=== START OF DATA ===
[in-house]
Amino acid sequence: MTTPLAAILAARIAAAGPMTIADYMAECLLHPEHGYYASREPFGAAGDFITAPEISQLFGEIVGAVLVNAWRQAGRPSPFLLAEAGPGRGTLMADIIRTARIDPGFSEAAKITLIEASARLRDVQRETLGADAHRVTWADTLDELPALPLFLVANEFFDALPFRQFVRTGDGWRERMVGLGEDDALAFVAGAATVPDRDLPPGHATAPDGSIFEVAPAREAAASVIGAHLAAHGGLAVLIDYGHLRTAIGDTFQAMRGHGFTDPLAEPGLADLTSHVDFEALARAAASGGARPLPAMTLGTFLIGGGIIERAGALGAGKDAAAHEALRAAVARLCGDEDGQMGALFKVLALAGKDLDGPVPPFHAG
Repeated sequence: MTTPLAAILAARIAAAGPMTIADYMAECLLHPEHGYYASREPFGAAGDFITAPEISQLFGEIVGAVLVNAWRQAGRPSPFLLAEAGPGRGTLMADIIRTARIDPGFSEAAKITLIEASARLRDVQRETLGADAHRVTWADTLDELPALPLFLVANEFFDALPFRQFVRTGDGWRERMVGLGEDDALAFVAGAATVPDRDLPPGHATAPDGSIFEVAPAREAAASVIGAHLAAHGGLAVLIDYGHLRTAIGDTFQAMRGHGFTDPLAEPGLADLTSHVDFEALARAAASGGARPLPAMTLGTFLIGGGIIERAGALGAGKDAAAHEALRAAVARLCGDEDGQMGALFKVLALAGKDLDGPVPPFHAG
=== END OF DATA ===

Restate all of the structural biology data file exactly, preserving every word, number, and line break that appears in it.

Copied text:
[in-house]
Amino acid sequence: MTTPLAAILAARIAAAGPMTIADYMAECLLHPEHGYYASREPFGAAGDFITAPEISQLFGEIVGAVLVNAWRQAGRPSPFLLAEAGPGRGTLMADIIRTARIDPGFSEAAKITLIEASARLRDVQRETLGADAHRVTWADTLDELPALPLFLVANEFFDALPFRQFVRTGDGWRERMVGLGEDDALAFVAGAATVPDRDLPPGHATAPDGSIFEVAPAREAAASVIGAHLAAHGGLAVLIDYGHLRTAIGDTFQAMRGHGFTDPLAEPGLADLTSHVDFEALARAAASGGARPLPAMTLGTFLIGGGIIERAGALGAGKDAAAHEALRAAVARLCGDEDGQMGALFKVLALAGKDLDGPVPPFHAG
Repeated sequence: MTTPLAAILAARIAAAGPMTIADYMAECLLHPEHGYYASREPFGAAGDFITAPEISQLFGEIVGAVLVNAWRQAGRPSPFLLAEAGPGRGTLMADIIRTARIDPGFSEAAKITLIEASARLRDVQRETLGADAHRVTWADTLDELPALPLFLVANEFFDALPFRQFVRTGDGWRERMVGLGEDDALAFVAGAATVPDRDLPPGHATAPDGSIFEVAPAREAAASVIGAHLAAHGGLAVLIDYGHLRTAIGDTFQAMRGHGFTDPLAEPGLADLTSHVDFEALARAAASGGARPLPAMTLGTFLIGGGIIERAGALGAGKDAAAHEALRAAVARLCGDEDGQMGALFKVLALAGKDLDGPVPPFHAG